What does Daniel 3:28 mean?
ESV: Nebuchadnezzar answered and said, “Blessed be the God of Shadrach, Meshach, and Abednego, who has sent his angel and delivered his servants, who trusted in him, and set aside the king’s command, and yielded up their bodies rather than serve and worship any god except their own God.
NIV: Then Nebuchadnezzar said, 'Praise be to the God of Shadrach, Meshach and Abednego, who has sent his angel and rescued his servants! They trusted in him and defied the king's command and were willing to give up their lives rather than serve or worship any god except their own God.
NASB: Nebuchadnezzar responded and said, 'Blessed be the God of Shadrach, Meshach, and Abed-nego, who has sent His angel and rescued His servants who put their trust in Him, violating the king’s command, and surrendered their bodies rather than serve or worship any god except their own God.
CSB: Nebuchadnezzar exclaimed, "Praise to the God of Shadrach, Meshach, and Abednego! He sent his angel and rescued his servants who trusted in him. They violated the king's command and risked their lives rather than serve or worship any god except their own God.
NLT: Then Nebuchadnezzar said, 'Praise to the God of Shadrach, Meshach, and Abednego! He sent his angel to rescue his servants who trusted in him. They defied the king’s command and were willing to die rather than serve or worship any god except their own God.
KJV: Then Nebuchadnezzar spake, and said, Blessed be the God of Shadrach, Meshach, and Abednego, who hath sent his angel, and delivered his servants that trusted in him, and have changed the king's word, and yielded their bodies, that they might not serve nor worship any god, except their own God.
NKJV: Nebuchadnezzar spoke, saying, “Blessed be the God of Shadrach, Meshach, and Abed-Nego, who sent His Angel and delivered His servants who trusted in Him, and they have frustrated the king’s word, and yielded their bodies, that they should not serve nor worship any god except their own God!
Verse Commentary:
When the God of the Hebrews was credited with revealing Nebuchadnezzar's dream (Daniel 2:26–28), the king acknowledged that God's power (Daniel 2:46–49). Yet in Nebuchadnezzar's mind, there was no reason Jews could not honor their God and also worship the deities of Babylon. He flew into an irrational rage when three Hebrew men refused his command to bow in front of an idol (Daniel 3:16–19). They trusted that God could save them but resolved not to sin even if it cost them their lives. Here, Nebuchadnezzar's attitude is not merely reversed, but the pagan king also makes a shocking comment: that the three men were right to disobey his command!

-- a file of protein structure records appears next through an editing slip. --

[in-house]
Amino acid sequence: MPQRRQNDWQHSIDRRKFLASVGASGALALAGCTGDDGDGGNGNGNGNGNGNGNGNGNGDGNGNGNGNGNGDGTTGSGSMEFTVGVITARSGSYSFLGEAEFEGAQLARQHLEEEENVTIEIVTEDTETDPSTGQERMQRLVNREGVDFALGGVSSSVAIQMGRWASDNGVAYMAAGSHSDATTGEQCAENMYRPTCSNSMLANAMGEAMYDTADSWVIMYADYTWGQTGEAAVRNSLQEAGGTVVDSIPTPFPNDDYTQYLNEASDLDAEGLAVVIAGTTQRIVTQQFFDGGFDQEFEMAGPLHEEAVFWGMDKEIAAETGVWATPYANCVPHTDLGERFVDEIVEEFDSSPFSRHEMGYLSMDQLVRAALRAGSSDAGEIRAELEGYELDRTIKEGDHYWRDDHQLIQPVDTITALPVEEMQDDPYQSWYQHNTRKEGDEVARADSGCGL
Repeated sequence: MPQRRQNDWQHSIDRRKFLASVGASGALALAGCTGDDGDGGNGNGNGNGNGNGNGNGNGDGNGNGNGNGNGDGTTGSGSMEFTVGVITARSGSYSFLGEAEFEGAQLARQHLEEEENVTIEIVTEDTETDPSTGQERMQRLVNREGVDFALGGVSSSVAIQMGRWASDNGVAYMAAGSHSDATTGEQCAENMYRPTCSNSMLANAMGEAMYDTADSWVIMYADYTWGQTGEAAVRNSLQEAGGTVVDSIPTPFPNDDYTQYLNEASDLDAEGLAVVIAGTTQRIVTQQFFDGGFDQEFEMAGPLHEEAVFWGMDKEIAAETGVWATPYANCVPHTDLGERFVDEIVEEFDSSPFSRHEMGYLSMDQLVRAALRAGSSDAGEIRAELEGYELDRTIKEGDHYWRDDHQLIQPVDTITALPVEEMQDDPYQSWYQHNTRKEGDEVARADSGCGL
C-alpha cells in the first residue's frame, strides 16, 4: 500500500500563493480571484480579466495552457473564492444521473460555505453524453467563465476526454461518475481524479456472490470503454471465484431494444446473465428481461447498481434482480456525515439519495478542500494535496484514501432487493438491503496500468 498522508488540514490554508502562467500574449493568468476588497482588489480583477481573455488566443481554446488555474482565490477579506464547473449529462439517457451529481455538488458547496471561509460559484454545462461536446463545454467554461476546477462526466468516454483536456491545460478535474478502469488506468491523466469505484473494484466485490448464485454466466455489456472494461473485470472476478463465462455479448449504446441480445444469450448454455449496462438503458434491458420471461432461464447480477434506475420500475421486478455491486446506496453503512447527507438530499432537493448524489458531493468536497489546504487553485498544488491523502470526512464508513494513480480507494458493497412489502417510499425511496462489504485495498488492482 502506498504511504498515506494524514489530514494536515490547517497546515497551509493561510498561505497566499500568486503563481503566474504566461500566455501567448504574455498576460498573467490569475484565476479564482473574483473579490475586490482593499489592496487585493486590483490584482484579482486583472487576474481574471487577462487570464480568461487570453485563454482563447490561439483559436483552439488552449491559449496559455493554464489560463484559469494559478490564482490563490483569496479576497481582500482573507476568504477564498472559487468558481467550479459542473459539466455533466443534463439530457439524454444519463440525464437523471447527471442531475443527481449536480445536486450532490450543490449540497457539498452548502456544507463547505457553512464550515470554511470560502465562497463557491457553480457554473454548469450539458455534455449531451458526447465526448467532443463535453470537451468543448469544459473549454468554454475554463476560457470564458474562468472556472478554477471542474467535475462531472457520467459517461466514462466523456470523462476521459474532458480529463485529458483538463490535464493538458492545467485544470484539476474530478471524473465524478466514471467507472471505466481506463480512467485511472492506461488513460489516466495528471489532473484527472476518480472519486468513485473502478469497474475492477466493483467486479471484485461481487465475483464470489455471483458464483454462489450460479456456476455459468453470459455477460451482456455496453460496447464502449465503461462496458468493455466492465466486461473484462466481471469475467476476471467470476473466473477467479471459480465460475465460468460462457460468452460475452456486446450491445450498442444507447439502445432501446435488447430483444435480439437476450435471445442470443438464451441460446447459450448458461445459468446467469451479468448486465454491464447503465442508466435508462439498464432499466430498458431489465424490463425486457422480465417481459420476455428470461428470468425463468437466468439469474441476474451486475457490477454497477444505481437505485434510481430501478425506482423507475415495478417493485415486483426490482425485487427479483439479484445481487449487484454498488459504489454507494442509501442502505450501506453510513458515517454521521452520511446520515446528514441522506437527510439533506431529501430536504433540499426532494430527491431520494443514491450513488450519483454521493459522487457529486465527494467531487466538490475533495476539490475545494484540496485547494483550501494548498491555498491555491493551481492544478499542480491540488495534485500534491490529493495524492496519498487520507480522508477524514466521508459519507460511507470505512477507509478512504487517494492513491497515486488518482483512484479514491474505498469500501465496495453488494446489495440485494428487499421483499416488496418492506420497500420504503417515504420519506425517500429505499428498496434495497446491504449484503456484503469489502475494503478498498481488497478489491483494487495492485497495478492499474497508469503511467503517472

When he first challenged the Israelites, the king sarcastically asked what possible god could protect them from his royal wrath (Daniel 3:15). That insincere question results in a sincere answer: the God of Shadrach, Meshach, and Abednego could, and He did just that (Daniel 3:20–25).
Verse Context:
Daniel 3:26–30 records the aftermath of king Nebuchadnezzar's failed attempt to punish those who defied his command to worship an idol (Daniel 3:16–19). The three men were seen alive inside a furnace, along with a fourth person (Daniel 3:24–25). When the three emerge completely unaffected by the flames, the king shockingly acknowledges that their faith was well-placed and that they were right to defy his order. He commands the God of Shadrach, Meshach, and Abednego be protected from all criticism and promotes the three Hebrews once again (Daniel 2:48–49).
Chapter Summary:
Nebuchadnezzar builds a golden idol, possibly inspired by the explanation of his own dream (Daniel 2:36–38). He commands all people to worship it, at a given musical signal, on pain of death. Three Hebrew men openly defy this command and are thrown into a superheated furnace. To his shock, the king sees a supernatural figure with the still-living Israelites. Not only do they survive, but their clothes aren't singed nor even smelling like smoke. The king praises their faith, and their God, commanding that no one speak ill of the God of Shadrach, Meshach, and Abednego.
Chapter Context:
The first chapter of Daniel explained how four captive Israelite boys became respected advisors to a Babylonian king. Chapter 2 showed these men praying for divine wisdom to untangle that same king's dream. These events set the stage for this chapter and the famous trio of Shadrach, Meshach, and Abednego. The men refuse to bow to an idol and are rescued from fiery death by God. This is the last mention of these men in Scripture, as focus shifts back to Babylon's kings and the prophet Daniel.
Book Summary:
The book of Daniel contains famous Old Testament stories and prophecies. Daniel was taken from the Israelite people and made an advisor for a conquering empire. He demonstrates faithfulness and wisdom during many years serving in this role. Though Daniel does not deliver a public message, Jesus refers to him as a "prophet" (Matthew 24:15). The first portion of the book mostly describes Daniel's interpretations of dreams and other events. The second portion looks ahead to the end times. Daniel is classified in English Bibles as a "major" prophet, meaning the book is relatively long and the content has broad implications. The book of Revelation echoes and expands on many of the same themes.
Accessed 5/26/2024 4:49:38 PM
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